Evolution of instigator penalty altered game
Ask a player, executive, fan or pundit about the NHL's instigator penalty and you're likely to receive a passionate opinion.
A form of the rule has existed as far back as 1937 -- "A Major penalty shall be imposed on any player who starts fisticuffs," the League's rule book read that year -- but it was before the start of the 1992-93 season that the instigator began changing and shaping the NHL that exists today.
"A player deemed to be the instigator of fisticuffs shall be assessed a Game Misconduct," became the official wording of the rule in 1992. It was most recently adjusted in 1996 to levy a two-minute minor, a five-minute major and a 10-minute misconduct to the guilty party. The rule was designed to curb fighting, which statistics show has steadily decreased during the past 20 years.
The instigator rule draws the ire of some players, the praise of others. It receives simultaneous credit for cleaning up the game and criticism for failing to allow players to police themselves.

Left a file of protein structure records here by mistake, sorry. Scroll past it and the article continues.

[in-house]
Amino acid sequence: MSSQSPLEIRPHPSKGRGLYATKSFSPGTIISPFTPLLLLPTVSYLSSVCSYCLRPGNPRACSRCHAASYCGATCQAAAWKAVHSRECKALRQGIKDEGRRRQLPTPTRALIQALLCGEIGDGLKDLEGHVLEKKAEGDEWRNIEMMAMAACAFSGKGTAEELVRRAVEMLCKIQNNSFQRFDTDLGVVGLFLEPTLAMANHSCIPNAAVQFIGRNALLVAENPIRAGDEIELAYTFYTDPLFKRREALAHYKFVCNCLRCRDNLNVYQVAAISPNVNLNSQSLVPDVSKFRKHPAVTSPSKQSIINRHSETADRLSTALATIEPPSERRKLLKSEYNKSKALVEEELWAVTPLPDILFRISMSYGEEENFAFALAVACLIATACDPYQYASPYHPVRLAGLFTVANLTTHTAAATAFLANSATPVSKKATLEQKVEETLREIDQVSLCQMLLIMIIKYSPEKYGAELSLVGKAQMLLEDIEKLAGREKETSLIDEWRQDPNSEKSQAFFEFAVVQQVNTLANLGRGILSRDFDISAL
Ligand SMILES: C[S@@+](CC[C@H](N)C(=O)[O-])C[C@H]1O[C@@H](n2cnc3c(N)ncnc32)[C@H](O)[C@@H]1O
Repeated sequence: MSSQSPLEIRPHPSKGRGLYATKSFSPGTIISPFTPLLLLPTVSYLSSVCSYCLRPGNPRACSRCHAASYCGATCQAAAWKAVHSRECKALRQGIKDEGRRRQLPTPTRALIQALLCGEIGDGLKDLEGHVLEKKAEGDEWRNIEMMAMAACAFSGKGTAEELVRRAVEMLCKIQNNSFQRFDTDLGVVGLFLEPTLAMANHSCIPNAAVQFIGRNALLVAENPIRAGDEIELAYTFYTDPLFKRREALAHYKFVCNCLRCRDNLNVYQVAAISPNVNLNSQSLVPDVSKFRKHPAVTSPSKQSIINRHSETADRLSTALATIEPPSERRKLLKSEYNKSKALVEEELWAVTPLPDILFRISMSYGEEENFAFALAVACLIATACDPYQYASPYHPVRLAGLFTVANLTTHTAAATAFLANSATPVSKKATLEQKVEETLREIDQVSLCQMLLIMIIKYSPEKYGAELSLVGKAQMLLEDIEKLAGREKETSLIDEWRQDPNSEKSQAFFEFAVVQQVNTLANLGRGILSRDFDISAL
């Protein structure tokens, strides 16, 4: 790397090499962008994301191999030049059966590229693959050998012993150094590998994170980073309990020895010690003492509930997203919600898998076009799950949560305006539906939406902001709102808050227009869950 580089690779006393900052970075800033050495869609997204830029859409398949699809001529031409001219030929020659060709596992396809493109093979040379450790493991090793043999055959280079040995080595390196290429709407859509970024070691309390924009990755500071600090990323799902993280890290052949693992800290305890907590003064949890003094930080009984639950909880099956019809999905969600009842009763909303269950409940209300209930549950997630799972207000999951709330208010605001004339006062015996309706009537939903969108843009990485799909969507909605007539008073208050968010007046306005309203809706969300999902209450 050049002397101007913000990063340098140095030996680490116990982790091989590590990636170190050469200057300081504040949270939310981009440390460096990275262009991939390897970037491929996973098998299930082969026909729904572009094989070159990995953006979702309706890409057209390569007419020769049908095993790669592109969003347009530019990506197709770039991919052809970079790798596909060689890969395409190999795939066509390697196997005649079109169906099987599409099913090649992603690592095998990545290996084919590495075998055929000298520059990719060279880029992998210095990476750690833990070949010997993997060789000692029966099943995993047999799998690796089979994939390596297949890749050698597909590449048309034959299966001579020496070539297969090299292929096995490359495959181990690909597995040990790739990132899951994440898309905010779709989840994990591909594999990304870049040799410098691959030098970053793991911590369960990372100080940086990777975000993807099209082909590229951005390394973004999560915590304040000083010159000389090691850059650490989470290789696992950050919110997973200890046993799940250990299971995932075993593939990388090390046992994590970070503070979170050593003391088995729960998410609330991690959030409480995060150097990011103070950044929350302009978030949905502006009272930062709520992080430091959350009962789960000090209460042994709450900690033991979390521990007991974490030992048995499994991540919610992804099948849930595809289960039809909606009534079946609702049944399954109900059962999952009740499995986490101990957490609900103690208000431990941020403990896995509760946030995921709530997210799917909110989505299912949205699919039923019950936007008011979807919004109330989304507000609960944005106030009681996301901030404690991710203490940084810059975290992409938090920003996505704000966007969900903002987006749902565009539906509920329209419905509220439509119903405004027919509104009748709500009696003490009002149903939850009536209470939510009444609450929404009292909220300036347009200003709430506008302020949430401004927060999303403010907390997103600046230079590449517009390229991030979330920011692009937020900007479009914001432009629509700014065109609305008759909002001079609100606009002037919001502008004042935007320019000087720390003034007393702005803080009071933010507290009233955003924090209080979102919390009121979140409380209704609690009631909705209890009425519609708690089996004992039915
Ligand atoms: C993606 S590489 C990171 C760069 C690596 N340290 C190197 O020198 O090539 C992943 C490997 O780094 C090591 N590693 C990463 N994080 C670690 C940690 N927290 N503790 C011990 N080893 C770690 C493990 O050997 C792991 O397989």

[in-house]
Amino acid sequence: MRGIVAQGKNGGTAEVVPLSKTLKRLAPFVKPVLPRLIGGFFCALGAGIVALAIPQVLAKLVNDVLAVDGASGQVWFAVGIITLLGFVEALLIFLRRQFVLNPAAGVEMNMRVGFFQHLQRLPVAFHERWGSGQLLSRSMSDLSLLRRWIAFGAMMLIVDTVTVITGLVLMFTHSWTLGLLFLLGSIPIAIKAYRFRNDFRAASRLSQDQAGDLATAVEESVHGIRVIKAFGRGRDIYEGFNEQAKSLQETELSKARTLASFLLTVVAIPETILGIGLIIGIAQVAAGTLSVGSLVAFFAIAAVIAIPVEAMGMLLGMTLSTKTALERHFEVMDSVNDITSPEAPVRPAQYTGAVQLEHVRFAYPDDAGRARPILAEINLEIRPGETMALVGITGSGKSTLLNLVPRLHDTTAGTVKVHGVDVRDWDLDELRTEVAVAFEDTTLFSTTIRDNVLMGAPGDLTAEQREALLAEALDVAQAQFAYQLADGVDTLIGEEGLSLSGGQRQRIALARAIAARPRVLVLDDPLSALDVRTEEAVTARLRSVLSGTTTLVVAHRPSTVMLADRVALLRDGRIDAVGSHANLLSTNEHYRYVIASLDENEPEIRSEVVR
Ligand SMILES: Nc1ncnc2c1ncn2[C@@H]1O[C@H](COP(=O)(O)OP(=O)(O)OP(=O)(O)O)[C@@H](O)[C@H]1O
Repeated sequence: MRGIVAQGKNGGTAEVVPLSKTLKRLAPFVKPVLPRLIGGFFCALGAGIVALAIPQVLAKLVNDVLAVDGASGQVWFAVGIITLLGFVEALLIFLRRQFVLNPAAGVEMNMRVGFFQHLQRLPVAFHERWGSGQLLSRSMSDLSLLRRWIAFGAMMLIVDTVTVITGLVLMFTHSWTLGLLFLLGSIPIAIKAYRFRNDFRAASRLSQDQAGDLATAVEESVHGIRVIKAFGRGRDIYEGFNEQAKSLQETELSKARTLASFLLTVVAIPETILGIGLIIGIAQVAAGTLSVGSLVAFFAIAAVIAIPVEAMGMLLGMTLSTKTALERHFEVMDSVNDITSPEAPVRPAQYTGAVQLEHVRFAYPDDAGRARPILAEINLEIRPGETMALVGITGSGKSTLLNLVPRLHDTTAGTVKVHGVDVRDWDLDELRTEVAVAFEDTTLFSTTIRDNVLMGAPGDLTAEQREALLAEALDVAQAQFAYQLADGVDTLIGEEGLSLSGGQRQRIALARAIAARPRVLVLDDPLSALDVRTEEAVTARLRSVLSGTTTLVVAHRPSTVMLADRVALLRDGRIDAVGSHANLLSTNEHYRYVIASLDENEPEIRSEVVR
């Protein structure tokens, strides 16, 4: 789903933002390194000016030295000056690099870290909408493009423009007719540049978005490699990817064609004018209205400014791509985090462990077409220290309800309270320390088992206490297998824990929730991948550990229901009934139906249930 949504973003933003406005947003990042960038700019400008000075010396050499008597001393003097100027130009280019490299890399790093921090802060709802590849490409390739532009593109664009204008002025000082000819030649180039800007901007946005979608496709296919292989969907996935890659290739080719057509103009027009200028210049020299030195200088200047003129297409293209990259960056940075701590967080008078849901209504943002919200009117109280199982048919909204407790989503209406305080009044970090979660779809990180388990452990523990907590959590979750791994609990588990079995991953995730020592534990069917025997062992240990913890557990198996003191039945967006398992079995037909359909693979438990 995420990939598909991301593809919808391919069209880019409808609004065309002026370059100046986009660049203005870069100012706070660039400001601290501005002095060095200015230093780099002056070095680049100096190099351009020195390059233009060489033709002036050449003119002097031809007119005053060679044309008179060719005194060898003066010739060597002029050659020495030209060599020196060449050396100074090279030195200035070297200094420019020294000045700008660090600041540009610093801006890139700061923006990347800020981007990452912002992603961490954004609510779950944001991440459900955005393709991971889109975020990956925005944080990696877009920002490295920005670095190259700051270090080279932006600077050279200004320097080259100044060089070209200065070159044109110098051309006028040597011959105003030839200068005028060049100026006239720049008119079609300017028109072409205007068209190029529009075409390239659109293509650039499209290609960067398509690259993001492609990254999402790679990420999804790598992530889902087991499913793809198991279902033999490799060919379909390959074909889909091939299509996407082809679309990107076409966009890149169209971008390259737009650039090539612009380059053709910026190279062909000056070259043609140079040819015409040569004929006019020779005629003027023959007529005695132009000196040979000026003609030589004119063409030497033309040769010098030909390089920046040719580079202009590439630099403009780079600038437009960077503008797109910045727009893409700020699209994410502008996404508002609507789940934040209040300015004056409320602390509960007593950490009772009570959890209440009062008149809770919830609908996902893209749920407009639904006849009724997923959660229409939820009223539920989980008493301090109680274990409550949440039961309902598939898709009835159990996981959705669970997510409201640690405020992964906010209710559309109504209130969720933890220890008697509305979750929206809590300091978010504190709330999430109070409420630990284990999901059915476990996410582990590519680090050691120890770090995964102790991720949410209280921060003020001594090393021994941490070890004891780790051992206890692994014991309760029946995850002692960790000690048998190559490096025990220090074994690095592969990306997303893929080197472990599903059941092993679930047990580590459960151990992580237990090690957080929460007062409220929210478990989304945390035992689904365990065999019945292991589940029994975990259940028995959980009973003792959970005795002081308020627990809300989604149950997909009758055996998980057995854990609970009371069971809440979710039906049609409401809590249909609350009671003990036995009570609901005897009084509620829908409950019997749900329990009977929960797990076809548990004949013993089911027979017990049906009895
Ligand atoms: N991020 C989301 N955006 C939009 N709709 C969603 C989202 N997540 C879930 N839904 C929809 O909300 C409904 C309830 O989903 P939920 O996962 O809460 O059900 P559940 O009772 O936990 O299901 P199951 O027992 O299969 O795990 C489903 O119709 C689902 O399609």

But how can a rule that existed before Gordie Howe played his first NHL game get so much credit for both helping and hurting the game during the past 20 years?
To heap all the blame or praise on some new language on a nearly 60-year-old rule doesn't paint the entire picture of that time.
Interesting read, Gregson is an idiot and Bobby Clarke
might be the biggest turncoat in the league. "Brawling was out of control?" You're not one to talk.
Formerly Purely_Purinton (1,378 Posts)
"They say somebody will get hurt in a fight; That's the idea, isn't it?" -Don Cherry